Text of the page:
It’s only been a week since the New York Times published an article about Trump’s prolific tax cheating with his father’s real estate fortune, but it’s fallen out of the news. That’s not surprising given the complexity of the story and the baked-in awareness that Donald Trump was/is not an honest businessman. It’s also nowhere near being the most important national story given the ugly Kavanaugh confirmation debacle and the dire UN climate change report. That doesn’t mean it isn’t important. In fact, all three stories are deeply related.
To put it broadly, without radically changing our real estate laws, we can not save our country from climate change and to change our laws that radically, they will need to pass through the Supreme Court eventually.
As of today, both seem like a daunting if not impossible tasks. The Supreme Court is set up to spend the next generation turning us back to the 19th century. The entire conservative movement over the last 40 years has worked to empower a judicial philosophy that is openly hostile to popular democratic governance and legislative oversight of the economy. And they just locked in power for next 40.
On top of that, real estate has long been one of the most privileged industries and asset classes in America. That makes it deeply small-c conservative and has given it a powerful set of tools and incentives to prevent major reform, whether on its tax policy, its relationship to political contributions, or its environmental impact.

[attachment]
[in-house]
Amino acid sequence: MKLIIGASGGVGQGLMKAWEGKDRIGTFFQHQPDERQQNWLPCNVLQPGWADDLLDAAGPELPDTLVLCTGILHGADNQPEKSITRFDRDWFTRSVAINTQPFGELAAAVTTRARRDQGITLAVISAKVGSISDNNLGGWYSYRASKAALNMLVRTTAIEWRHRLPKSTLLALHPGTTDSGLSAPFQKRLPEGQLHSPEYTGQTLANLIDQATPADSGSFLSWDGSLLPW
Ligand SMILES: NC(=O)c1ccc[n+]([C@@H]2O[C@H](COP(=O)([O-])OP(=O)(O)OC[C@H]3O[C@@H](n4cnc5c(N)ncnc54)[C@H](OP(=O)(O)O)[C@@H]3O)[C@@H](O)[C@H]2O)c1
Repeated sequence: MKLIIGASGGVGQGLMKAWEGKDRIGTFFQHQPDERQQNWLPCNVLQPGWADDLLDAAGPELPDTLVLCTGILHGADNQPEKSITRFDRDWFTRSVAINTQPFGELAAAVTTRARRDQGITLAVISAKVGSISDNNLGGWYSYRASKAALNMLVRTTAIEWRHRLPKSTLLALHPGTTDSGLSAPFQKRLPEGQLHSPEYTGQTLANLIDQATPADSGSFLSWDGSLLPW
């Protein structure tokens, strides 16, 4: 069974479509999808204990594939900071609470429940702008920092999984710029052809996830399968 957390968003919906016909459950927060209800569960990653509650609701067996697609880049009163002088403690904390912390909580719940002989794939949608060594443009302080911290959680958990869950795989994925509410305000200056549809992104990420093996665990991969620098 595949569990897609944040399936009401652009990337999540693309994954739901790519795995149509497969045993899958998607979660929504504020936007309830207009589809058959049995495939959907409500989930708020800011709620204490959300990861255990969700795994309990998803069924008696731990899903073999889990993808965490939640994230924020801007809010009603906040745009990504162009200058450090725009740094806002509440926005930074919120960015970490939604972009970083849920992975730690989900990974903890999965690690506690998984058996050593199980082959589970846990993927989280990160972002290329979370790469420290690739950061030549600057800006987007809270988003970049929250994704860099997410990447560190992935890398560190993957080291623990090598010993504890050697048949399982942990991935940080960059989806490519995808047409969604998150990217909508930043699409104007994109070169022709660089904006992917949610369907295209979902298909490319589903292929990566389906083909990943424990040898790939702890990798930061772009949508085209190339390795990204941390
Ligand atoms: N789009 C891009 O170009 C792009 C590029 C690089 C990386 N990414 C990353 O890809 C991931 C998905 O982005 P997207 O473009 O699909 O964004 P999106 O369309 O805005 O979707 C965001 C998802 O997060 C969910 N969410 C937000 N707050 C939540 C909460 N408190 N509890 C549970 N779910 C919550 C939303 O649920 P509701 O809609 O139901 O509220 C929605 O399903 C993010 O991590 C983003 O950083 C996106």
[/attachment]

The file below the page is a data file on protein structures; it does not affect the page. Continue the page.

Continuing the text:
These interests have lots of lobbying power at the national level, but their true power is on the state and local levels. They block candidates and policy initiatives that are perceived to “threaten” property values and are the main barrier to reforming land-use policy around economic and environmental justice. Overcoming that structure is extremely challenging.
But before you despair, let’s consider why the Trump tax cheat story is so important: it offers a hack into changing all of this.
To defeat President Trump or the Republican Party, we must defeat Real Estate Developer Donald Trump.
To quickly recap, the Times story poured over thousands of court and tax documents and spoke with hundreds of people associated with the Trump Organization and family to reveal three fundamental facts:
Donald Trump didn’t build his real estate empire like he claims, he illegally inherited it from his father.
Fred Trump, the father, built most of that empire through gaming the federal government for millions in tax subsidies.
Father and son committed systemic tax fraud over decades that directly harmed tenants
All of this happened by aggressively exploiting the already favorable tax code that allows real estate developers to self-assess lower property values for tax purposes, to arbitrarily split management structures to hide profits while overcharging vendors and tenants, and to shield ownership through obscure legal entities to further dwindle tax liabilities.